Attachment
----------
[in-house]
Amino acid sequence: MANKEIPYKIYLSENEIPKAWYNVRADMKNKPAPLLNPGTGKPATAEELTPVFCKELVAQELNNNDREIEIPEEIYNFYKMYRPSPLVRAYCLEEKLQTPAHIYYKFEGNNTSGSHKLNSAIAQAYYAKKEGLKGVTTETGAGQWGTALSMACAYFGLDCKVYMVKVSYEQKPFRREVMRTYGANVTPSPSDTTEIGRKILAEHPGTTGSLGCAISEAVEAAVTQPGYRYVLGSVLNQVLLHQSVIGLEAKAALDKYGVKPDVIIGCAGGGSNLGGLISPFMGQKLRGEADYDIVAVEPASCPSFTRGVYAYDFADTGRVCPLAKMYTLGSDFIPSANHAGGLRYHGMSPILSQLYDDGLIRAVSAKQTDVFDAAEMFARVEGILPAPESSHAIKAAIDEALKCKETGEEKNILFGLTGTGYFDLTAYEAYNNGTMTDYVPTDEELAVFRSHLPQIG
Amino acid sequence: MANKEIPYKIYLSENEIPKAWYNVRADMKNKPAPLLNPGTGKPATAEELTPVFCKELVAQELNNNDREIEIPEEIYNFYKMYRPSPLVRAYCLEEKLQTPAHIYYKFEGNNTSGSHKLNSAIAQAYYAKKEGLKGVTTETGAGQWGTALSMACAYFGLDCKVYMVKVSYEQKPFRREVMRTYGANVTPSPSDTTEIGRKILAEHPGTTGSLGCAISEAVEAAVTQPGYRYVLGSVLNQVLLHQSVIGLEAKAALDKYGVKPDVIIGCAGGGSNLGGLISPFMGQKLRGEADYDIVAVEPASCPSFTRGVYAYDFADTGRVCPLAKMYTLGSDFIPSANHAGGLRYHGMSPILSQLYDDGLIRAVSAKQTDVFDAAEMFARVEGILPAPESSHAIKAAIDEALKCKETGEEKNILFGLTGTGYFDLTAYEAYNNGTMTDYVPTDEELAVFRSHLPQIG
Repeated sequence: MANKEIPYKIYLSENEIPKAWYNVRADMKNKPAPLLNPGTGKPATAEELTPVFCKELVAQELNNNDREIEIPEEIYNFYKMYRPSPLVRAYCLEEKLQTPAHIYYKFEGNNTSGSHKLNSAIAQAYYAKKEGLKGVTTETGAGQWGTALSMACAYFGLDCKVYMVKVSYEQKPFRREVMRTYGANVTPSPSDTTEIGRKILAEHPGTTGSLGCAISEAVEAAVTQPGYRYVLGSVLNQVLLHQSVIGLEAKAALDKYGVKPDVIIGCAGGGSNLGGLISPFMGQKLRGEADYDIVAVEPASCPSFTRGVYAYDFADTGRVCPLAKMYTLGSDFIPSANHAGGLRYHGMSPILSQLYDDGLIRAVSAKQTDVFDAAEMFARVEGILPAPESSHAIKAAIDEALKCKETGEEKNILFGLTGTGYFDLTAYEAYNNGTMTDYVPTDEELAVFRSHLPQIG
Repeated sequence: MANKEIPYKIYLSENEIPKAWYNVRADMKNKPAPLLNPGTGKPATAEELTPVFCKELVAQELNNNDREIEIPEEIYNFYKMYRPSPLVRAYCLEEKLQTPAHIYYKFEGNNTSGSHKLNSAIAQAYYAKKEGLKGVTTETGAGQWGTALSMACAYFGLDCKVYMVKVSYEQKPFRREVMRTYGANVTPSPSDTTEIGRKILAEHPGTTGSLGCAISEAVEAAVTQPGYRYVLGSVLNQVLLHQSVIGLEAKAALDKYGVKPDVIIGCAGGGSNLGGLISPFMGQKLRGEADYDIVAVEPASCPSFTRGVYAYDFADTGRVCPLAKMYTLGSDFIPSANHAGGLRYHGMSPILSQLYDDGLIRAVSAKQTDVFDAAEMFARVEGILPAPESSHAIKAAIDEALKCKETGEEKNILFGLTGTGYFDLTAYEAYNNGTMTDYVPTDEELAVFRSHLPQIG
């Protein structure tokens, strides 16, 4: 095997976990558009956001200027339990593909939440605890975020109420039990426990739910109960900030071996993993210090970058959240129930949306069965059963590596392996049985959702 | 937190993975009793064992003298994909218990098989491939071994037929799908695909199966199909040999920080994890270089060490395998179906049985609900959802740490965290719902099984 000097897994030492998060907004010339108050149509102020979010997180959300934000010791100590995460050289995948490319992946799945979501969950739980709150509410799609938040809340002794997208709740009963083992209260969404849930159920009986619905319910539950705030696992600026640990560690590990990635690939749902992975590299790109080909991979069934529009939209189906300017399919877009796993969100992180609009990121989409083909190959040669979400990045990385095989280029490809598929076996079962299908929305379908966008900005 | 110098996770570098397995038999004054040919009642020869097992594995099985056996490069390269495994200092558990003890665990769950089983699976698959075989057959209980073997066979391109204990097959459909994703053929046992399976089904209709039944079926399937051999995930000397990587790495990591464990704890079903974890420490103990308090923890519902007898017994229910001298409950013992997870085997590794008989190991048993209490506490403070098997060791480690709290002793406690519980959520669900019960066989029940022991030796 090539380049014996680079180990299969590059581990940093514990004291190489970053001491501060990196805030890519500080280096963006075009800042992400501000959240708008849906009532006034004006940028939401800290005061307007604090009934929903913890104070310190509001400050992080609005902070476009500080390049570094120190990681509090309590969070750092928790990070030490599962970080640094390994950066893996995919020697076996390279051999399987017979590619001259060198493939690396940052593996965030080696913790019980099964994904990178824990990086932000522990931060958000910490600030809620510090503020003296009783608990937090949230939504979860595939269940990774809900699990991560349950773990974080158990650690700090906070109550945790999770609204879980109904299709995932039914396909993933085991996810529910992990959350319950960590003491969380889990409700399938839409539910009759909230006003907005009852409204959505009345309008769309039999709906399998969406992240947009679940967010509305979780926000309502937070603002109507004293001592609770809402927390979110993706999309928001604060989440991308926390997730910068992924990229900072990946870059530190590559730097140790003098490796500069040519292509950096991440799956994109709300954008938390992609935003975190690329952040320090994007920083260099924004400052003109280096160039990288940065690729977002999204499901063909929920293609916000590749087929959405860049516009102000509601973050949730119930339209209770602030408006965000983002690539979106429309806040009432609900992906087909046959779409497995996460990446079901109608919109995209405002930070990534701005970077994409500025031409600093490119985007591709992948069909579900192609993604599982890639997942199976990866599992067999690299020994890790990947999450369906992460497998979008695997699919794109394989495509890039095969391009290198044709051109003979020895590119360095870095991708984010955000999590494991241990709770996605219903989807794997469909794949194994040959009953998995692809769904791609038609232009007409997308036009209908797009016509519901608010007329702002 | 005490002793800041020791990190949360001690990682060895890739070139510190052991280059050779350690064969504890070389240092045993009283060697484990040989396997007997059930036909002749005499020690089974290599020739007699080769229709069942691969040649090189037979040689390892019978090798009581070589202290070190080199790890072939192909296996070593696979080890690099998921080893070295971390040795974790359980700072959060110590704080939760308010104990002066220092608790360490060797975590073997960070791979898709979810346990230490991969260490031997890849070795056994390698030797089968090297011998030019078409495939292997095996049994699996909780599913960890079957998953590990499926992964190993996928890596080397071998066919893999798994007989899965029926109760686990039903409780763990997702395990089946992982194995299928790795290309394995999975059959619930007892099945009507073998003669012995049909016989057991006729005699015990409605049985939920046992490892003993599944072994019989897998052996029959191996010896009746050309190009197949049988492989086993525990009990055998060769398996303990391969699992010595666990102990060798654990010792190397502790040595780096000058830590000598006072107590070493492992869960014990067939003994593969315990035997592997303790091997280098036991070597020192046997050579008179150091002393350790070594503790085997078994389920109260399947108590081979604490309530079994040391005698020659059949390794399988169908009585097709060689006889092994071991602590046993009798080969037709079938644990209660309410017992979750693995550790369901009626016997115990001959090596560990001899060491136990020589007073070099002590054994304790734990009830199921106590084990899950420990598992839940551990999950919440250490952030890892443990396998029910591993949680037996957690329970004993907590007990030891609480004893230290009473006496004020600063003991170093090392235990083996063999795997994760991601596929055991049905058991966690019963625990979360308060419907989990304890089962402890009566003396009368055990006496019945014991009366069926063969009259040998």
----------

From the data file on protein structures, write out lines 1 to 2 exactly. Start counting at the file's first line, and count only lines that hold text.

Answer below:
[in-house]
Amino acid sequence: MANKEIPYKIYLSENEIPKAWYNVRADMKNKPAPLLNPGTGKPATAEELTPVFCKELVAQELNNNDREIEIPEEIYNFYKMYRPSPLVRAYCLEEKLQTPAHIYYKFEGNNTSGSHKLNSAIAQAYYAKKEGLKGVTTETGAGQWGTALSMACAYFGLDCKVYMVKVSYEQKPFRREVMRTYGANVTPSPSDTTEIGRKILAEHPGTTGSLGCAISEAVEAAVTQPGYRYVLGSVLNQVLLHQSVIGLEAKAALDKYGVKPDVIIGCAGGGSNLGGLISPFMGQKLRGEADYDIVAVEPASCPSFTRGVYAYDFADTGRVCPLAKMYTLGSDFIPSANHAGGLRYHGMSPILSQLYDDGLIRAVSAKQTDVFDAAEMFARVEGILPAPESSHAIKAAIDEALKCKETGEEKNILFGLTGTGYFDLTAYEAYNNGTMTDYVPTDEELAVFRSHLPQIG